Separation is definitely one of the most challenging things we had to face in year 2020. The pandemic has kept us all physically distanced from one another. Many of us felt isolated and frustrated in our social distancing, but many found new meaning and connection with each other. We have learned to make connection with each other in many different ways — saying hi to our neighbors from a distance underneath a mask, having “zoom” holiday meals with our friends and relatives, sending kisses to our elderly relatives at a nursing home through the windows, seeing clients via telehealth, etc. As human beings, we instinctively need to connect with others, but to be able to build solid human connection, you have to first connect with yourself. Doing mindful check-ins throughout the day to get in touch with my own feelings where I pause, take a deep breath, acknowledge how I am feeling right here and right now and how I would like to proceed with this moment have really helped. Make space for self-reflection each day, it can bring clarity to the moment.
Practice Positive Mindset
Every cloud has its silver lining, but whether you see it or not is a choice you make. Focus on what you control, do not stress over things you cannot control. The year 2020 can be a difficult year to love, but if we just look on the positive side of things, I promise you can find something you are grateful for. Just as importantly, whatever does not kill you makes you stronger.
It Is Okay to Reach Out for Help
Believe this, we are all in this together. You are not the only one suffering, you don’t have to do this alone. Don’t be afraid to reach out to someone you trust, or seek therapy if you need to. Your mental health is just as important as your physical health. Take care of your whole body, inside and out.
Create Your Own Happiness
Take responsibility of your own happiness, never count on someone or something to make you happy. You don’t find happiness, you create it. Many people think that only if the pandemic is over then things will get back to normal and they will be happy. No. If you think that way, you will never be happy. Happiness can be created, under any circumstances, by you. If you take charge, you will find your own happiness.
You are more resilient than you think. We went through a lot in 2020 – the pandemic, economic crisis, lockdowns, the politically polarized election, the racial justice movement, RBG death, just to name a few. We all have the strengths inside us to overcome life challenges. “It is worth remembering that the time of greatest gain in terms of wisdom and inner strength is often that of greatest difficulty.” – Dalai Lama
Make Self-Care a Priority
We are always busy helping and taking care of others that we often forget to take care of ourselves. Get to know yourself, be truthful to yourself and find out what your true needs are. Only when you take care of yourself you can then have the capacity to take care of others and be able to get through tough times.
Thank you, 2020, for all you have taught me! Hello, 2021, I am ready to take on challenges that you are sending my way this year! I look forward to learning and growing to be a better person one moment at a time. “No one has ever lived in the past or the future, only the now.” – Thich Nhat Hanh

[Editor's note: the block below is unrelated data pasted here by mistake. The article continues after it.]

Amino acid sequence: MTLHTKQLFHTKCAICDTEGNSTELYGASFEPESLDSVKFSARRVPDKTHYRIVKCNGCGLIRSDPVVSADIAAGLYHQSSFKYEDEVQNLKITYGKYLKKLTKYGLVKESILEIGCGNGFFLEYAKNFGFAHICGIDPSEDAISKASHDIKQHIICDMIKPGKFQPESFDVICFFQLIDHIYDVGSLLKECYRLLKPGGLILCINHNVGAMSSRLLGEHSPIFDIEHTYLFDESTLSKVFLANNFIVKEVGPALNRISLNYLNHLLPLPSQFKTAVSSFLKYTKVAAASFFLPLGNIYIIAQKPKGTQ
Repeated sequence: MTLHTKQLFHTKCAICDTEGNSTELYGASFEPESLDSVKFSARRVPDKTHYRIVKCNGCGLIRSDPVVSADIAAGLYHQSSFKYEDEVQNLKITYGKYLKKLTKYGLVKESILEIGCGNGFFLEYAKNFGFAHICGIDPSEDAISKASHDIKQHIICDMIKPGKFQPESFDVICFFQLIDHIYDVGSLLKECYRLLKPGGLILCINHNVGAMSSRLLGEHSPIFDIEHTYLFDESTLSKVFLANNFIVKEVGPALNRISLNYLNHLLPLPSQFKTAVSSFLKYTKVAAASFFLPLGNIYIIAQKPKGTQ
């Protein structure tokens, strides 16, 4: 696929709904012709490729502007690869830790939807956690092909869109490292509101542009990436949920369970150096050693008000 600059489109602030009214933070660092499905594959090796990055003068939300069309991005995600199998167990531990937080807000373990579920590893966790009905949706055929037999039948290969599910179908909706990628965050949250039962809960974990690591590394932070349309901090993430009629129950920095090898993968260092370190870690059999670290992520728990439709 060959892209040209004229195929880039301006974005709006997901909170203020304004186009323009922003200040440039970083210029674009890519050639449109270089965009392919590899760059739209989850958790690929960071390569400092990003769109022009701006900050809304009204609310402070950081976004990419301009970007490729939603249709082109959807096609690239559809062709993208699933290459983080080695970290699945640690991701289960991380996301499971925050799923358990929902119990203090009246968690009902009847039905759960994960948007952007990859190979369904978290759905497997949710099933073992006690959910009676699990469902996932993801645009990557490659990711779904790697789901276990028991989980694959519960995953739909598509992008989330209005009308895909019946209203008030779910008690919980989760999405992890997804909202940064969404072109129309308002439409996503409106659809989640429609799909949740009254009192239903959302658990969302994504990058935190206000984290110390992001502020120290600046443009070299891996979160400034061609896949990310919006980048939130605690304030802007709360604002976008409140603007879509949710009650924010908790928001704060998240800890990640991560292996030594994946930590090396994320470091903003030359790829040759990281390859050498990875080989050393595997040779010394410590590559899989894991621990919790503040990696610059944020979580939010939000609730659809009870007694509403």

Life can be challenging at times, but it can also be amazing!
“Life gives you plenty of time to do whatever you want to do if you stay in the present moment.” – Deepak Chopra
What have you learned in 2020, and how you are going to move forward in 2021?
One of the many questions I get from the parents of my teen clients and my adult clients is: what is the difference between therapy and life coaching, and which one do I (or my child/loved one) need? It’s a great question, and my honest answer is… it depends! Good therapy and life coaching will undoubtedly overlap, as they are both very similar in many ways while also being distinctly different. Clear as mud… right?! And let’s be honest… teasing the two professions apart can start to become a little fuzzy and confusing. The more research you do, the more confusing it gets. In this blog, I will highlight the three biggest differences between mental health therapy and life coaching, including a few important factors that one should consider before making a final decision.
License to Practice
This is one of the most important factors to consider when it comes to deciding between a therapist and a life coach. The biggest difference between the two professions boils down to having a license to practice. I often use the example of your primary care provider. Would you prefer to work with:
Doctor #1: they have graduated from medical school, received proper clinical training, and works under a board who holds them accountable.
Doctor #2: they did not graduate from medical school, they do not have a license to practice, but they’ve obtained medical knowledge based on their own independent research and personal experience.
If you prefer Doctor #1, then I would point you in the direction of a licensed mental health therapist. If you prefer Doctor #2, then I would inquire more about what the focus of your work will be, as this will make a difference in which professional is better suited for you.